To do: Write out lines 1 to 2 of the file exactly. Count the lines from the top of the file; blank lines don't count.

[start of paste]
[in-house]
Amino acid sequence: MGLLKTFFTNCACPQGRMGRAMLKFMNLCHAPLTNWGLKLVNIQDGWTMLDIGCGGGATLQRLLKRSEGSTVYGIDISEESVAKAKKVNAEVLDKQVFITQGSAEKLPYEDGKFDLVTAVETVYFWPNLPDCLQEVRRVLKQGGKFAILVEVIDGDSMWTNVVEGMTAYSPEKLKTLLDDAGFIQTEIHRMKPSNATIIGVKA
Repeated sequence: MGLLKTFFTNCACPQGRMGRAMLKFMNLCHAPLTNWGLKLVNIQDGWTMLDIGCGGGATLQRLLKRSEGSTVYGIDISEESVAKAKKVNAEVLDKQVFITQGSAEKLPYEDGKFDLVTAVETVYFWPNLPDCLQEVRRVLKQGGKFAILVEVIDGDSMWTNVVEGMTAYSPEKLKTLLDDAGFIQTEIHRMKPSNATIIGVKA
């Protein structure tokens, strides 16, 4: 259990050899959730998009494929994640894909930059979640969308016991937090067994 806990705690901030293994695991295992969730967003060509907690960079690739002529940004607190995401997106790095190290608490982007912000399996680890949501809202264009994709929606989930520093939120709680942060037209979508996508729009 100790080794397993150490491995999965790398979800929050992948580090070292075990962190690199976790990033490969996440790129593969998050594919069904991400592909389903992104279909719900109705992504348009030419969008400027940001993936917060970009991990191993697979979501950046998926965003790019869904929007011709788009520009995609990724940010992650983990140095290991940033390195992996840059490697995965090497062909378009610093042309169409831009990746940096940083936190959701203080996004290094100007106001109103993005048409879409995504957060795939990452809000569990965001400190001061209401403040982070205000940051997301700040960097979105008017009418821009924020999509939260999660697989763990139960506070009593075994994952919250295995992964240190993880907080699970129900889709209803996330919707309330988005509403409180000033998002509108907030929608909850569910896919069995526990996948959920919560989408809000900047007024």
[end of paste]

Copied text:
[in-house]
Amino acid sequence: MGLLKTFFTNCACPQGRMGRAMLKFMNLCHAPLTNWGLKLVNIQDGWTMLDIGCGGGATLQRLLKRSEGSTVYGIDISEESVAKAKKVNAEVLDKQVFITQGSAEKLPYEDGKFDLVTAVETVYFWPNLPDCLQEVRRVLKQGGKFAILVEVIDGDSMWTNVVEGMTAYSPEKLKTLLDDAGFIQTEIHRMKPSNATIIGVKA